Thus, the higher the molecular weight, the lower the melt index, although the relationship is not linear. Melt index is reported as g/10 minutes.
EXAMPLES Experiment 1 An experiment was conducted to determine the effect of terminator concentration in post-reactor environment on the gel level of corresponding products. For this experiment, a supported constrained geometry catalyst system was prepared following methods disclosed in WO 98/27119, Example 12. In a small, pilot polyethylene slurry polymerization facility, two (2) sample taking points were devised as shown in FIG. 1: first post reactor vessel V2 and second post reactor vessel V3.
The first post reactor vessel V2 was operated at a low pressure (0.2 barg) at 70°C, and was continuously purged with N2 and vented. In this way, the polymer slurry entering the first post reactor vessel V2 was dried. Because of the low pressure, N2 purging and venting, polymerization could not occur in the first post reactor vessel V2.
The second post reactor vessel V3 was designed to collect a slurry polymer sample directly from the reactor. The second post reactor vessel V3 had no insulation or cooling and thus the temperature at the device was lower than the reactor temperature. The pressure at the start of the experiment was about 2 to about 4 barg. During sampling, no venting took place and the pressure increased to about 6 to about 7 bar. After sampling, the solvent was filtered from the polymer with N2 pressure. After this step, the second post reactor vessel V3 was purged with N2, then depressurized to atmospheric pressure. At these conditions, polymerization could continue. Second post reactor vessel V3 was then opened and the powder was collected in a drum wherein unreacted ethylene and hydrogen were permitted to vent.
The samples were alternatively taken from the first post reactor vessel V2 (inventive example 1) and from the second post reactor vessel V3 (comparative run 1) during lined-out reactor conditions. During the sampling procedure, reactor was switched back and forth (about every 30 minutes) between the first post reactor vessel V2 and the second post reactor vessel V3. In this way, sufficient and representative resins were sampled under exactly identical reactor conditions.
All samples were produced under the same reactor conditions for homopolymer production: Reactor temperature = 70°C, Reactor pressure = 12 barg, hexane flow = 2800 g/hr. Additional process details are provide in Table 1 below.
Ethylene flow rate Hydrogen flow rate Vent flow rate Catalyst Yield h 1/h Pe/Ti Inv. Exam le lA 823 0. 8085 44. 761 531, 000 comparative run 1A 824 0.8084 44.917 531,000 Inv. Example 1B 834 0.856 45.28 669,000 comparative run 1B 884 0. 9145 45. 08 642,000 The gel quality of resultant samples was measured by blowing film samples on a Haake film extruder (4.2 m long, thickness between 0.055 and 0.065 mm, layflat 75 mm, i. e.
10,000 in2) at a melt temperature of about 210°C. The total visual gel count on a 10 by 10 cm film sample was then converted into gels/g and are reported below in Table 2.
TABLE 2 Sampling 12 Density Gelcount point # min/cm3gels/gr Inv. Example 1A 9 1.02 0.9610 179 Comparative run 1A 12 1.07 0.9615 499 Inv. Example 1B 9 0. 86 0. 9601 45 Comparative run 1 12 0. 73 0. 9609 1, 279 As shown in Table 2, the gel count of the inventive examples were substantially lower than the gel count for the comparative examples. As such, this experiment demonstrated that, under above conditions for the second post reactor vessel V3, unreacted ethylene and hydrogen (the chain terminator agent) continued to react in a batch-wise mode wherein hydrogen was consumed much faster than the ethylene resulting in an imbalance which led to the formation of high molecular weight polymer and ultimately gels. Alternatively, by maintaining a high hydrogen level at the first post reactor vessel V2, substantially reduced levels of gels were obtained.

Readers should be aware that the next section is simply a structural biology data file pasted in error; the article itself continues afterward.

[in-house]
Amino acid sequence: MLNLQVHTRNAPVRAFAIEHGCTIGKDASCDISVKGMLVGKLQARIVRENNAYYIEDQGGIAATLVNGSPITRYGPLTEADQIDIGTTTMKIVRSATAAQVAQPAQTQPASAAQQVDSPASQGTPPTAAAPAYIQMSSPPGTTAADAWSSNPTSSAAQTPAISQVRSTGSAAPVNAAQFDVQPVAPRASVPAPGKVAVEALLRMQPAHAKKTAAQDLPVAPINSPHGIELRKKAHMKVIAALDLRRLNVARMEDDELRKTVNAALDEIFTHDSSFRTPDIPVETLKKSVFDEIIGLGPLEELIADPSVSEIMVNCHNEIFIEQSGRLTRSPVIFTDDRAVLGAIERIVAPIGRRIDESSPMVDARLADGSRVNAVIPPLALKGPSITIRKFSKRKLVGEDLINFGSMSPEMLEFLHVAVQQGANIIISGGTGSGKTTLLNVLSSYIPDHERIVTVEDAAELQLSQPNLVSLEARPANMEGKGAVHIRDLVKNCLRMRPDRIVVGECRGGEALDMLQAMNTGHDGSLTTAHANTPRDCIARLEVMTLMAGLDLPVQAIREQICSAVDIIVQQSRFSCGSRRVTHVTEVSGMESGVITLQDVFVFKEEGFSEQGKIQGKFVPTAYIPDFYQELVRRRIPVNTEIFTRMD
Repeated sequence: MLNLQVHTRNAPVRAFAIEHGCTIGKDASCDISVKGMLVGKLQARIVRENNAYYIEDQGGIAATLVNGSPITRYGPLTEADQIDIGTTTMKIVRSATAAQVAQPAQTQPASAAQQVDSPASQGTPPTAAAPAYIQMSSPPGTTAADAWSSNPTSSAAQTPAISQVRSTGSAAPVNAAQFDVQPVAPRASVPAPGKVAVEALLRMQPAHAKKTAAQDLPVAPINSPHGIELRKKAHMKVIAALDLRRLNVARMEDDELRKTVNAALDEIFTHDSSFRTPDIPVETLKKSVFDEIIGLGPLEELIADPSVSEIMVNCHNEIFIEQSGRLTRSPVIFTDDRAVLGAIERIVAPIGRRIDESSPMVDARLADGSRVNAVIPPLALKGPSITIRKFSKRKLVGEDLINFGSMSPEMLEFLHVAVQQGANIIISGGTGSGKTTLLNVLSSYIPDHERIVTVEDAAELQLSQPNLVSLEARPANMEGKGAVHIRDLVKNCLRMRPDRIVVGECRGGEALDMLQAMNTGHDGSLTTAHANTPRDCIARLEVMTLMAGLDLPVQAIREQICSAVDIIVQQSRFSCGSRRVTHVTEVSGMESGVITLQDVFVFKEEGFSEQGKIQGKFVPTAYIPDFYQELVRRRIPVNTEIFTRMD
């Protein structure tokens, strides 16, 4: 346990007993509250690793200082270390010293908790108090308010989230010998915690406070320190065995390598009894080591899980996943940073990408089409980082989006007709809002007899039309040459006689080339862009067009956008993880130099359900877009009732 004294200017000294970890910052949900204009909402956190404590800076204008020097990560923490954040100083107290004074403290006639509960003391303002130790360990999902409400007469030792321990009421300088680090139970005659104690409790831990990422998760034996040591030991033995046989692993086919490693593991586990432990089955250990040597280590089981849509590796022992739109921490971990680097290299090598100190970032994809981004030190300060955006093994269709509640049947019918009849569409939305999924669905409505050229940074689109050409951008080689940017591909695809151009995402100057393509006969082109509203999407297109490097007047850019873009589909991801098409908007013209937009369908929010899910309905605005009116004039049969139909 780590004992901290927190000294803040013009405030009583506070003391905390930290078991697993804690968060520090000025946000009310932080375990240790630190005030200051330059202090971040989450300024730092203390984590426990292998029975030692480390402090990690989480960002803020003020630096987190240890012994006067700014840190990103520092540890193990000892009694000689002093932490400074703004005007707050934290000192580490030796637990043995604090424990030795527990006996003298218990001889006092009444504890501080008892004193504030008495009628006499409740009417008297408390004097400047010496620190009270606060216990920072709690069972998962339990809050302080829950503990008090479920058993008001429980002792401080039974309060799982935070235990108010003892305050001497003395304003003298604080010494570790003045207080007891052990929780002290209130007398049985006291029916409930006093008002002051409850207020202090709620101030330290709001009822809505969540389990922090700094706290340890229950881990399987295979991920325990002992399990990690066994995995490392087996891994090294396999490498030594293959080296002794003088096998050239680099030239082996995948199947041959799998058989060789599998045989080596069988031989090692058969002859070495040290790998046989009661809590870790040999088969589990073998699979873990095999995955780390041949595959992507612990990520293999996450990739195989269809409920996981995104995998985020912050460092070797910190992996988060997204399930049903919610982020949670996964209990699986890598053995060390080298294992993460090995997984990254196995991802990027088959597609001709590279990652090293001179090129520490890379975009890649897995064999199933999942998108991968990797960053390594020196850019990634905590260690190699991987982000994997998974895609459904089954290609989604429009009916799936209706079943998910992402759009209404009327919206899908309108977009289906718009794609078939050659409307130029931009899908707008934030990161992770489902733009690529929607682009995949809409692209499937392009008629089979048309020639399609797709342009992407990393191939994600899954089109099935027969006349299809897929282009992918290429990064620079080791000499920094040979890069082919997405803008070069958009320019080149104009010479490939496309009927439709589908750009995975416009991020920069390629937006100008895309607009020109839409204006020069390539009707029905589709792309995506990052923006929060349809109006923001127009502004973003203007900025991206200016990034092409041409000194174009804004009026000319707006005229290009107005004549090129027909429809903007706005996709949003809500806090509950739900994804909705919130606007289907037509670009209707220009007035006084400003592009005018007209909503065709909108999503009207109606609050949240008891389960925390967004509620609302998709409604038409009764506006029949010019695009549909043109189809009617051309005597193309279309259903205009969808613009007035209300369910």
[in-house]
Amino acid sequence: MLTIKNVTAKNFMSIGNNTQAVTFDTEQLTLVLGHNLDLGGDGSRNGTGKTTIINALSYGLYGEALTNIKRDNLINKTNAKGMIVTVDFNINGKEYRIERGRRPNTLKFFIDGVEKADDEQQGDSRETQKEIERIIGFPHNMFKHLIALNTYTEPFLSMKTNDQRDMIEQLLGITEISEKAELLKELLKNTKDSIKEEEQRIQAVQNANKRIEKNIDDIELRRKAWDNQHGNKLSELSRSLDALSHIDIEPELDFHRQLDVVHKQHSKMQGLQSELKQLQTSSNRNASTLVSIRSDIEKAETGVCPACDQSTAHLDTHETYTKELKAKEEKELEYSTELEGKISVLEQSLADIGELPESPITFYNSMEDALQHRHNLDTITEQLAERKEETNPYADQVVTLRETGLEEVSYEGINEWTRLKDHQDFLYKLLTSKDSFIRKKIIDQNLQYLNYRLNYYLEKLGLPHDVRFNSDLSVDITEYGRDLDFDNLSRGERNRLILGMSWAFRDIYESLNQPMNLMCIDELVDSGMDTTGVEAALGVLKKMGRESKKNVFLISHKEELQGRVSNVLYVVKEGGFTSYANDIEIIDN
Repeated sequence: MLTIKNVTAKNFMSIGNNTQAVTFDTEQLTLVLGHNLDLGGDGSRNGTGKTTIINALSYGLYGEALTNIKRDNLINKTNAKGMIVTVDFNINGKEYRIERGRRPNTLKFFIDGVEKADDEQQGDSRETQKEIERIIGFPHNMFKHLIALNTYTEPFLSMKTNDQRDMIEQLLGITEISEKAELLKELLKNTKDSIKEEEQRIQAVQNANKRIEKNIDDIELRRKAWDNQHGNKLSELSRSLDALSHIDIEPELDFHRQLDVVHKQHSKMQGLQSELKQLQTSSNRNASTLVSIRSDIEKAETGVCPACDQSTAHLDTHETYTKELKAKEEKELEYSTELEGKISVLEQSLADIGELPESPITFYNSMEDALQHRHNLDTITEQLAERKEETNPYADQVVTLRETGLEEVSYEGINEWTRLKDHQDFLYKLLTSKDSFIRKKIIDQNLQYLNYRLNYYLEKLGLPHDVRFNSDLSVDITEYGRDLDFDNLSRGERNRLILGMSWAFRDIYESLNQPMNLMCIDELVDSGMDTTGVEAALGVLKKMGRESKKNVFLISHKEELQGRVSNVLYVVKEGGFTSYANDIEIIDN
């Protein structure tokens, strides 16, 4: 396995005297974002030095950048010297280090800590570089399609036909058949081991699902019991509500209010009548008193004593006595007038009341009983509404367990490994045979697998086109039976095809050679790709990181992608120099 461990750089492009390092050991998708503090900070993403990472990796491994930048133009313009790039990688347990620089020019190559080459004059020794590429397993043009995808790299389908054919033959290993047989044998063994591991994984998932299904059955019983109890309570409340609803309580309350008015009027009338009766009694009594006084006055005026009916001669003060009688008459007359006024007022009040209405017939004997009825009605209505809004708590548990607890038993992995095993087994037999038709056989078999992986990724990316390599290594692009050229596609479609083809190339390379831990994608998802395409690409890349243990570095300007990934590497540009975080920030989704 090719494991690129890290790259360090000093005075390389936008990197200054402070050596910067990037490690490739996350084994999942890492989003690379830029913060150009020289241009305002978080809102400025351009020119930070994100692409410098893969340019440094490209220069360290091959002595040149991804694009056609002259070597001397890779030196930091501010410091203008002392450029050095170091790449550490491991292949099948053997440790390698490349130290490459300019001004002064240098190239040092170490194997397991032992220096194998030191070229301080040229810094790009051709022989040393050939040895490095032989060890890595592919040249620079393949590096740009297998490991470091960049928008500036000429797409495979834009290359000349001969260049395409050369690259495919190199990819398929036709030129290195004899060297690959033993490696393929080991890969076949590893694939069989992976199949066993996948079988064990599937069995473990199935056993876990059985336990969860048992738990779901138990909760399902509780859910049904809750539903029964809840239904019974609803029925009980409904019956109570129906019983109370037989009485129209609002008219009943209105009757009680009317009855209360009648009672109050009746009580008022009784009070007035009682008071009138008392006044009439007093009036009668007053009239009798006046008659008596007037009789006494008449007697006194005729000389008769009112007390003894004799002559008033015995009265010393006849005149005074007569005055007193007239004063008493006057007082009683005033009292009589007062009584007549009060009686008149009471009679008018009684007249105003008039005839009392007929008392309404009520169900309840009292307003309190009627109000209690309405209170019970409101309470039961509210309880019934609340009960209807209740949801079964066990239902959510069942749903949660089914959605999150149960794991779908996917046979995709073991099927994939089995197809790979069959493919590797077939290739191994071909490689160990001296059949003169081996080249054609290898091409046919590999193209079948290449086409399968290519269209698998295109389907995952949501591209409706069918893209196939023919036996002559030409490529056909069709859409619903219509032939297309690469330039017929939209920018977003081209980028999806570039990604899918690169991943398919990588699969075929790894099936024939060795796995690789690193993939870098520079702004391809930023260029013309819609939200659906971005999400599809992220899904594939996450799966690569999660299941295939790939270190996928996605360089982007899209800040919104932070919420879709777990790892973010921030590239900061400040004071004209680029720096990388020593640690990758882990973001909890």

Experiment 2 Another experiment was conducted to determine the effect of purification of the ethylene feed stream on the resistance to the onset of reactor fouling and sheeting. The
polymerization system (FIG. 1) used in this experiment consisted of a single reactor RI having a volume of 10 liter (no baffles) and equipped with a Lightnin A310 mixing blade running at about 750 rpm. All feed streams were fed through dip pipe legs in the liquid phase to allow intimate mixing. The reactor was operated at about 70 °C and a constant pressure of about 12 bar. The reactor temperature was kept constant by jacket cooling and the pressure was kept constant by controlling the ethylene feed rate. The catalyst was pulsed into the main hexane diluent stream. The reactor level was kept at about 75 % of the total volume by discontinuously dumping the reactor content to the flash vessel. In this flash vessel (operating at a pressure of about 1.3 bar and a temperature of about 75 °C), the diluent and unreacted monomers are evaporated and vented, resulting in a dry powder. The reactor was vented continuously to allow for gas analysis using an on-line gas chromatograph (GC). The GC provided an analysis of the reactor head space about every 6 minutes. The production rate was controlled by the catalyst flow and was calculated based on ethylene feed flow minus the vent flow through the vent. The diluent used was hexane.
The 12 melt index of the polymer for the runs was controlled via hydrogen addition to the reactor, the density was controlled via comonomer addition to the reactor, and in all cases the comonomer was 1-butene, if present. Based on the polymer production and catalyst consumption, the catalyst efficiency was also calculated.